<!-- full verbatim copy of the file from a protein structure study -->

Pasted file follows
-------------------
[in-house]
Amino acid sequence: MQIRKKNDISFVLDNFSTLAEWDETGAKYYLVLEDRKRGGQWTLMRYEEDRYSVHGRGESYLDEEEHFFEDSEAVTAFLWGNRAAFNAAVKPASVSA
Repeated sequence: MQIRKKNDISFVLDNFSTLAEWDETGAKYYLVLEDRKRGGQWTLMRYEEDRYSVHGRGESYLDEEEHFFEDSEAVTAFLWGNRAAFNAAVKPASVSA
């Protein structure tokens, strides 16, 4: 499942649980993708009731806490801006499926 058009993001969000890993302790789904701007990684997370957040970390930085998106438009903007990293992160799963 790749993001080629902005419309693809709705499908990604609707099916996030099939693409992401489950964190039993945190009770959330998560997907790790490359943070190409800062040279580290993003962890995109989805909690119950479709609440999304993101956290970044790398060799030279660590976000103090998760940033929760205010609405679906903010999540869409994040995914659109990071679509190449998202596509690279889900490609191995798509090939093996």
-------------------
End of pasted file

[in-house]
Amino acid sequence: MQIRKKNDISFVLDNFSTLAEWDETGAKYYLVLEDRKRGGQWTLMRYEEDRYSVHGRGESYLDEEEHFFEDSEAVTAFLWGNRAAFNAAVKPASVSA
Repeated sequence: MQIRKKNDISFVLDNFSTLAEWDETGAKYYLVLEDRKRGGQWTLMRYEEDRYSVHGRGESYLDEEEHFFEDSEAVTAFLWGNRAAFNAAVKPASVSA
């Protein structure tokens, strides 16, 4: 499942649980993708009731806490801006499926 058009993001969000890993302790789904701007990684997370957040970390930085998106438009903007990293992160799963 790749993001080629902005419309693809709705499908990604609707099916996030099939693409992401489950964190039993945190009770959330998560997907790790490359943070190409800062040279580290993003962890995109989805909690119950479709609440999304993101956290970044790398060799030279660590976000103090998760940033929760205010609405679906903010999540869409994040995914659109990071679509190449998202596509690279889900490609191995798509090939093996």